Russia and Georgia continue attacks--online

Details are surfacing on the Internet side of the Russian and Georgian hostilities. Researchers studying botnets report an increase in attacks.

This graphic shows the flow of botnet commands targeting Georgian Web sites. Arbor Networks

Researchers studying botnets have reported an increase in attacks on Georgian Web sites, including that of the country's president, within the last two weeks. While the attacks--Web site defacement and denial-of-service packet floods--are reminiscent of the Internet attacks waged against Estonia in May 2007, Jose Nazario, security researcher for Arbor Networks, told CNET News that he's seeing evidence that Georgia is apparently fighting back, attacking at least one Moscow-based newspaper site.

As to the source, Nazario said that "almost all of the attacks are broadly and globally sourced. One attack appears to be very narrowly focused, possibly someone with some basic ping flood scripts." He said the exact tools being used had not been determined.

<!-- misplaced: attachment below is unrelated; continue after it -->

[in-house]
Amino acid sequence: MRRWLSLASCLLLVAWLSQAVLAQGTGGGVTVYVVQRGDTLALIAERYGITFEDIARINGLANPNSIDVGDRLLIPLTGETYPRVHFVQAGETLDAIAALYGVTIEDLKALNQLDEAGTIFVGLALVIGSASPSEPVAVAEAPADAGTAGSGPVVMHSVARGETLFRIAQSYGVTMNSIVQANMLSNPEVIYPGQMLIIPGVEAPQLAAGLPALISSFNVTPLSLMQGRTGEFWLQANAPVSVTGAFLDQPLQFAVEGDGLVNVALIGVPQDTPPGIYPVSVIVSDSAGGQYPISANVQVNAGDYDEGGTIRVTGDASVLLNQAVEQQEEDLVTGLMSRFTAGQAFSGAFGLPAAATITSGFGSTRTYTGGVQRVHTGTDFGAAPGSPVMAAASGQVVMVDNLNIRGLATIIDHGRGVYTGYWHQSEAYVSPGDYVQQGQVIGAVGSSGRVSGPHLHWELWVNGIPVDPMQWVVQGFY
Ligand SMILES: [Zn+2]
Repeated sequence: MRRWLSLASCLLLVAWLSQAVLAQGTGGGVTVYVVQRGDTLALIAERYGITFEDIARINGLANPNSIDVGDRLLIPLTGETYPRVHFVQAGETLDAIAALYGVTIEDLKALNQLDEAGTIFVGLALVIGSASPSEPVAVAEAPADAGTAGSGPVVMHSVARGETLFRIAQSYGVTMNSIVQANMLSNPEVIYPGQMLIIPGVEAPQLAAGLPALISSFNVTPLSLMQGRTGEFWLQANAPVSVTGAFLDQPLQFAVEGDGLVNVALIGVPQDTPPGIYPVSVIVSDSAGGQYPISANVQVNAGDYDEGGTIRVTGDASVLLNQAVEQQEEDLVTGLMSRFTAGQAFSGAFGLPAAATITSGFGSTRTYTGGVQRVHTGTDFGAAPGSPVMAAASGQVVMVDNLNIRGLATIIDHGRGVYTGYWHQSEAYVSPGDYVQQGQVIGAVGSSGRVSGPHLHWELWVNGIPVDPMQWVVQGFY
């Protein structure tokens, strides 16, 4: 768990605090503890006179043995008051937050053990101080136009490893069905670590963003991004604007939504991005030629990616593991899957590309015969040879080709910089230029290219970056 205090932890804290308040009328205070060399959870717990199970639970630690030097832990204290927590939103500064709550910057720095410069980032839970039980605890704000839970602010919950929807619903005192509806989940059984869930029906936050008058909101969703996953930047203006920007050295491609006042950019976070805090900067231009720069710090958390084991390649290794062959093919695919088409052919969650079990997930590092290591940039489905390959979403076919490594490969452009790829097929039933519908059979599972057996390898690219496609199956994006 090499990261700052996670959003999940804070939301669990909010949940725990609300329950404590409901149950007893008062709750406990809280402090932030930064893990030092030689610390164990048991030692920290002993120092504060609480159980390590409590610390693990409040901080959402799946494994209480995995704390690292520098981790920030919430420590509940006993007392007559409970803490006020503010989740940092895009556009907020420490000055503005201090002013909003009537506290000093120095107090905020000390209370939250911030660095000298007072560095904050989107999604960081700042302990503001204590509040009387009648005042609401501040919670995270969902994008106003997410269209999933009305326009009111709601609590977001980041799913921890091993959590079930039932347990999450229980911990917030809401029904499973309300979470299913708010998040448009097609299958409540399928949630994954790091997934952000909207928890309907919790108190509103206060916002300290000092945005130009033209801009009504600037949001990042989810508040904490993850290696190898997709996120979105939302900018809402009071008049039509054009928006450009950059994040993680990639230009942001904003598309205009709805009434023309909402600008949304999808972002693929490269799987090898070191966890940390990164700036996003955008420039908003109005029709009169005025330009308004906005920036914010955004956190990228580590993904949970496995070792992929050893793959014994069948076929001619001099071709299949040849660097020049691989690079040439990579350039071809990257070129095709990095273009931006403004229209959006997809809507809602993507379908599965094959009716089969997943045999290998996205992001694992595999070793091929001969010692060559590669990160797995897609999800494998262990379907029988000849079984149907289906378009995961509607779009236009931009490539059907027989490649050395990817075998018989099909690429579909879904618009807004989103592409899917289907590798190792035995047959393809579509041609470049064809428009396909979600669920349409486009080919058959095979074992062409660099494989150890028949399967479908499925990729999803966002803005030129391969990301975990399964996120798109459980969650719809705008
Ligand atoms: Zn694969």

In a presentation at July's Usenix conference in San Jose, Calif., Nazario said Internet wars make for a "great, level playing field" because they're inexpensive to mount.

He also pointed out that Internet-based wars did not start last year with Estonia. He cited previous attacks on Kosovo, during its civil war in the late 1990s; Israel-Pakistan hacking peaked in the fall of 2000; and the 2002 winter Olympics, when a South Korean speed skater was ejected from a competition.

More recently, he said, there were attacks on the Ukraine in the fall of 2007; Chinese national attacks on in April 2008; and attacks upon the Democratic voice of Burma in July. In July hundreds of Web sites were attacked in Lithuania.

Internet wars do make for plausible deniability; we may never know who's ultimately responsible (governments or agitated nationals) for these attacks.In each of these cases, Nazario said, "I can't go and talk to these people, so I have to infer what their intent was."

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